PARIS – A French court on Aug. 13 upheld a local move to stop offering alternatives to pork in school cafeterias, sparking dismay on the part of Muslim leaders and possibly setting a precedent for municipalities elsewhere in France.
The court found in favor of the mayor of a town in eastern France who announced in March that students would no longer be guaranteed a nonpork option at lunchtime.
“A first victory for secularity,” tweeted the mayor, Gilles Platret of Chalon-sur-Saone, after the court ruling.
But Abdallah Zekri, leader of the French Council of the Muslim Faith, expressed regret.
“I can only condemn this mayor’s decision, which is not taken to bring social peace to schools,” he said in a statement to the AFP news agency. “All Muslims respect secularity. Muslims have never asked for Halal meat in school cafeterias.”
For her part, Education Minister Najat Vallaud-Belkacem, who is Muslim, denounced the decision by the court in Dijon for “taking children hostage.”
This is not the first time religion and education have clashed in a country where a 1905 law cemented the separation of church and state. A government ban pushed through a decade ago against Muslim headscarves, Jewish skullcaps and other “ostentatious” displays of religion in French public schools caused concern. France has Europe’s largest population of Jews and Muslims.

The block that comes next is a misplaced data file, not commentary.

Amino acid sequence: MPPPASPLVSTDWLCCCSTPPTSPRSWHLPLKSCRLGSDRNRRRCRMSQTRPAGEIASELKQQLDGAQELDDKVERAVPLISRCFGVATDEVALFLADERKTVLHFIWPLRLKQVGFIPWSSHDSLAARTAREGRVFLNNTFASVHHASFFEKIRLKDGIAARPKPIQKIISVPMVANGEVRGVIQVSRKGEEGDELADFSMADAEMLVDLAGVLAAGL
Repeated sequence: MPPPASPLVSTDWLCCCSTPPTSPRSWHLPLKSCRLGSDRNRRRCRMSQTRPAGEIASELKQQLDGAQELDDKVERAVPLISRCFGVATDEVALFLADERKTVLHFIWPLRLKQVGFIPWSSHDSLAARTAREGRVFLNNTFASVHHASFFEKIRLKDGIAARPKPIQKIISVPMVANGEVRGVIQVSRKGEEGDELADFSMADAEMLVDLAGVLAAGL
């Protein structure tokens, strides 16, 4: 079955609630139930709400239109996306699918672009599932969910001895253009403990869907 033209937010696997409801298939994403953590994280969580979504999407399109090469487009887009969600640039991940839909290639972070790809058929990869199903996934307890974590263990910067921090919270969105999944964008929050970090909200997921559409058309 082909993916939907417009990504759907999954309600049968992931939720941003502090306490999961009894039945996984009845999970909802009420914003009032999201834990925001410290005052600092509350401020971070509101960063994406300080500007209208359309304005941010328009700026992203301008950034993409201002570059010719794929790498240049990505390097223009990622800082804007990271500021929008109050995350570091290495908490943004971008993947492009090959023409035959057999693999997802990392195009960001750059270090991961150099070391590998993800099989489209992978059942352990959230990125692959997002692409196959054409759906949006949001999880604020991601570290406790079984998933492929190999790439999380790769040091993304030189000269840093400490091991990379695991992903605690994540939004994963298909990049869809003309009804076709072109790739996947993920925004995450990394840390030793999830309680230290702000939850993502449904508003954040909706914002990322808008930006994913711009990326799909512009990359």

There was no immediate from Jewish leaders to the latest ruling.
The pork ruling was reportedly based on procedural grounds, and lawyers from the Muslim Council may still appeal it. It addressed a tradition for many years of offering alternatives to pork in public school lunches, along with vegetarian meals.
Platret’s ban has earned applause from a variety of fronts, including staunch secularists and conservative politicians. Some local municipalities also complain that offering substitutes for pork is expensive and wasteful.
Beyond cost concerns, the tradition has also tapped simmering anti-immigrant sentiments in France. The far-right National Front party has vowed to enact similar bans against pork substitutes in the 11 towns that it controls.
“We will not accept any religious demands in school meals,” National Front leader Marine Le Pen said earlier this year. “There is no reason for religion to enter the public sphere; that’s the law.”
There may be one clear victor in Thursday’s ruling. French pig farmers have been staging angry protests against low pork prices and calling for more action from the government.